“Rice pudding! Oh my God, I love brown rice pudding with heavy cream!”
“Savory rice pudding! Add onion and cheese instead of brown sugar and cinnamon! And if you add frozen spinach sauteed in olive oil…”
“Pilaf! Mix it with butter sauteed almonds and raisins, some minced parsley, more melted butter, heat it up…”
“Layer it with sour cream and green chiles and jack cheese, bake it till it’s bubbly, serve it with corn tortillas and salsa and guacamole…”
The second neighbor and I looked at each other, and burst out laughing at our own enthusiasm. And the first neighbor admitted defeat, and accepted that there were a lot more options than she had at first perceived. We finished up an amiable glass of wine, hugged each other good night, and they went home, leaving me to fix my solitary dinner.
Then I went to the refrigerator and looked at the comforting pot of cold brown rice on the top shelf. And this is what I had that night:
Garlic Fried Rice with Bacon and Eggs
I had a very thick slice of bacon — the one lonely slice left from a thrifty package of bacon ends — in the freezer, so I took that out and cut it into thick batons. Fried that in a little peanut oil while I sliced about three cloves of garlic (you can use just one clove, but in my opinion if you’re going to have garlic fried rice, then you should have GARLIC FRIED RICE), which I then gently fried along with the bacon until the bacon was crisp on the edges, and the garlic near golden.
Then I scooped out the bacon and garlic into the bowl I planned to eat out of when it was all done, and left the fat in the frying pan. Added as much brown rice as I thought I could eat that night (about a cup and a half, cooked), salted it, and turned it around in the fat until the chill was off it and the clumps unclumped. Then I added back the bacon and garlic, and turned the heat down to low.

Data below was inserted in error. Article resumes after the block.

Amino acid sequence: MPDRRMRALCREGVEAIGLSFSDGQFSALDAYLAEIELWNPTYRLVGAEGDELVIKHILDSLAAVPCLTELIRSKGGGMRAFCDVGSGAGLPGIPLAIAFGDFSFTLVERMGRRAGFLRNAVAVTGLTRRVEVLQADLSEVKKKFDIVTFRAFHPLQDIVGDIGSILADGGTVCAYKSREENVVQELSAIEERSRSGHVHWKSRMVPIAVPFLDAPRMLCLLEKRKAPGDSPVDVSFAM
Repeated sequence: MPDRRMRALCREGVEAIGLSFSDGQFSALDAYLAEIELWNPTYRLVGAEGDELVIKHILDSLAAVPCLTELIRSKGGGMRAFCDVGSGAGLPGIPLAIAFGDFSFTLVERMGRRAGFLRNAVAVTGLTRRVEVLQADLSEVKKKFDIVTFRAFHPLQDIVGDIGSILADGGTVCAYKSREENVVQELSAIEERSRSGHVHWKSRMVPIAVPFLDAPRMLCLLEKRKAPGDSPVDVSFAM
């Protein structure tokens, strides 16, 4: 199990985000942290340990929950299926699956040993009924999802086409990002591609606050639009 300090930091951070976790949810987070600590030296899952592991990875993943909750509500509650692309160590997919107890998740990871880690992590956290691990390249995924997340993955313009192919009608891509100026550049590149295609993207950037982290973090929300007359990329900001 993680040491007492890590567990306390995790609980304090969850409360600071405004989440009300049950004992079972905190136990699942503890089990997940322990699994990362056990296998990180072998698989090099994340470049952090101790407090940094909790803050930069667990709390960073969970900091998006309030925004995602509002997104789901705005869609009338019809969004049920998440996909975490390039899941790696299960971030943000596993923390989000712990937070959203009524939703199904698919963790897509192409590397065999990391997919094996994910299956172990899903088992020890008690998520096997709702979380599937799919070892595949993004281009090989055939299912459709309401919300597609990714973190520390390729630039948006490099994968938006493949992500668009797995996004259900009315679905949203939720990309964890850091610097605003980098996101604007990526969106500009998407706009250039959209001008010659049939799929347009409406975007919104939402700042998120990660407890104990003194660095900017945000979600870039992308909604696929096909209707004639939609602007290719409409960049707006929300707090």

Two eggs. I cracked each one carefully into a cup, to make sure it didn’t break (half of the charm of this dish for me is the unbroken yolk spurting out over the garlic rice when I stick a chopstick into it at the table), and then even more carefully slid each egg into slight depressions on the top of the rice. Sprinkled a little coarse salt over the eggs, clapped a lid on the pan, and set the timer for 7 minutes. Poured myself a glass of water (which is the best drink for this recipe, except for, maybe, beer — wine is just too genteel here) and got out a pair of chopsticks. Rooted around in the frig and found a jar of pickled peppers, which I like to spoon on top of the rice with their vinegar, the way they do in the Philippines, and put that on the table with the water and chopsticks.
At seven minutes, I checked the eggs. The whites were done and the yolks barely set, and I silently thanked the food gods that my timing was right. (Otherwise I would have left the dish on for a minute or two more, all the while anxiously hovering to make sure it didn’t get to that horrible point where the yolks, instead of being unctuously liquid, turn hard like little yellow tiles.) Well, it was right. In fact, it was perfect. And I sat down with my chopsticks and my vinegared peppers, and my glass of water, and a good book (Elizabeth David’s French Provincial Cookery), and was as happy as it’s possible for a solitary diner to be.
And all this thanks to brown rice. So I really can’t be blamed for going on about it, after all.